TSFJ: If we’ve learned anything from LeBron’s “decision” and Carmelo’s court with New York, if you could give Dwight Howard some advice what would you tell him to do?
Scoop: Nothing. I think that way things are now and the negative way the players have been portrayed in these situations for doing what’s within the legal rights of their contractual agreement with the League has become a no-win situation for them. They can’t win. So do your thing. Keep doing what you are doing, because a the end of the day, the media and public are not going to like how you handled the situation. But a player like Lamar Odom — not Andrew Bynum or Pau Gasol who gave the Lakers NOTHING in the playoffs and in the series verses the Mavs when they got swept — the sixth man of the year, gets unjustifiably shipped away and it’s cool, right? No media or public uproar? No one has a problem with how the Lakers “handled” or “managed” that situation, right? That’s why I wouldn’t tell Dwight Howard to do anything different than what he’s doing. It’s so funny and hypocritical to me when people look at one side of player movements and transactions and say, “Well, that’s just part of the business.” But when a player takes control of his own destiny, the player’s wrong; like that’s not also a part of the business or that “the business” is a one-way street. And people wonder why William C. Rhoden titled his book, “Forty Million Dollar Slaves.”
TSFJ: There’s been talk recently about Seattle getting another basketball team. How important is it to the league that the city gets another team since the way the Supersonics left has been one of league’s blackest eyes for years now?
Scoop: I love Seattle, but to me, they had every chance in the world to keep that team and didn’t. So why should they be rewarded before other cities that have been clamoring to get an opportunity of an NBA franchise? I maybe in the minority here, but I think one of the best things that happened to the NBA was Seattle losing the Sonics and OKC doing what they couldn’t. They’ve become the model small market franchise in all of sports. And I don’t believe things would have played out the way they have had the squad stayed in Seattle. So I personally don’t look at the move as a black eye. I think it was a blessing in disguise.
TSFJ: The MLB or NFL do not have problems with “small market teams” winning championships and being mentioned amongst their league’s best. Can the NBA ever escape their stigma with small market teams remaining championship-competitive, or is it just a fact that basketball people need to accept? Outside of OKC, of course.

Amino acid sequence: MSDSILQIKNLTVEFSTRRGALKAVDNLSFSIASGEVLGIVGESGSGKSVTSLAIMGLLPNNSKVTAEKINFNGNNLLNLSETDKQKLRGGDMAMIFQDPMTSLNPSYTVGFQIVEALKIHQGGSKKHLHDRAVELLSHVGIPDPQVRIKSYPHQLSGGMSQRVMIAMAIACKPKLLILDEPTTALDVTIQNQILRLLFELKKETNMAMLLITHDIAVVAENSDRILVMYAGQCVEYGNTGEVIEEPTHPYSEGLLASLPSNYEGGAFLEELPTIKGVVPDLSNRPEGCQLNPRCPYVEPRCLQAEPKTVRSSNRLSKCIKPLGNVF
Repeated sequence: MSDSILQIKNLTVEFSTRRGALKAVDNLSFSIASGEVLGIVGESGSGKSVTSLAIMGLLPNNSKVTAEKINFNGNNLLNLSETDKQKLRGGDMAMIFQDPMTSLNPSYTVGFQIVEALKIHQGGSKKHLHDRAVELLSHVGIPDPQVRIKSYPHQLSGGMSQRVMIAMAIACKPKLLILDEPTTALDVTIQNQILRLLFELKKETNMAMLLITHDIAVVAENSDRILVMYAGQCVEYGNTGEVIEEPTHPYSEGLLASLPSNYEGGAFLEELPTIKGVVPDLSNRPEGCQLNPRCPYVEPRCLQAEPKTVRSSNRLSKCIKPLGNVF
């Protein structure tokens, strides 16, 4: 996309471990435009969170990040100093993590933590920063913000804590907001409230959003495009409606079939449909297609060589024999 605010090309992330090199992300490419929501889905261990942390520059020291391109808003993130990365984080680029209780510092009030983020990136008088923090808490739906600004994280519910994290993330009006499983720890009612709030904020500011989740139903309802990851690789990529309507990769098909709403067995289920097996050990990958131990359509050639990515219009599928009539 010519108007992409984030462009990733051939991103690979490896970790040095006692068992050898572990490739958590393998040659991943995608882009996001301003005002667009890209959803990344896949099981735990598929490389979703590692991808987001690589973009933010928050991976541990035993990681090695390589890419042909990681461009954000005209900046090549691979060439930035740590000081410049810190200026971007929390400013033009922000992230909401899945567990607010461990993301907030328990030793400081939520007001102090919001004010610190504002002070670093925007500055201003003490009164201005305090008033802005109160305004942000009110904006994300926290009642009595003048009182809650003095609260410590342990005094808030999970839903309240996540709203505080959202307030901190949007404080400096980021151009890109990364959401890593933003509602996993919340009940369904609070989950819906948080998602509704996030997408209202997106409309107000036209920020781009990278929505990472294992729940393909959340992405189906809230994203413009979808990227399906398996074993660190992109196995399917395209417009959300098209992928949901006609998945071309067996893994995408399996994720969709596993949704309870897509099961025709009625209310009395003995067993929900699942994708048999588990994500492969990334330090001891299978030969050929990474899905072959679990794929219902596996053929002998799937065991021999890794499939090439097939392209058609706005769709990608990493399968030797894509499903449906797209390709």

Scoop: I’m not sure that they will be able to escape the stigma, because it’s one the owners will keep bringing up. And as long as the owners make it a point of contention, the media will follow suit and sell us on the importance of the issue. It’s not the tail wagging the dog; it’s the owner telling the dog to wag its tail and someone saying that the dog is happy, because its tail is wagging without mentioning that the dog is following an order (laugh).
Basically, I feel that the small market argument is a cover-up/diversion for owners not admitting and dealing with bad management. Here’s a general, non-specific example just to make a point: Minnesota HAD KG, Latrell Sprewell, Sam Cassell. With them, they made it to the Western Conference Finals. They decided to not re-sign Cassell and Spree and,eventually, they traded KG. Now they are going to “bitch” about not being able to compete, because they are in a smaller market and we are supposed to feel sorry for them or not hold them somewhat responsible for the situation the team found itself in over the last half decade? Now I’m not saying that the Timeberwolves are one of the teams that’s “complaining,” but they are a team the League uses as a small market that is being screwed over because of the way the system is set up. Again, I’m not saying it’s always the case, but I know TOTAL bs when i smell it.
TSFJ: You said that when Kevin Durant went and got his “Streetball World Tour” on during the lockout that it legitimized him. How much of an impact do you think that experience truly has and are there some other players that “need” the experience?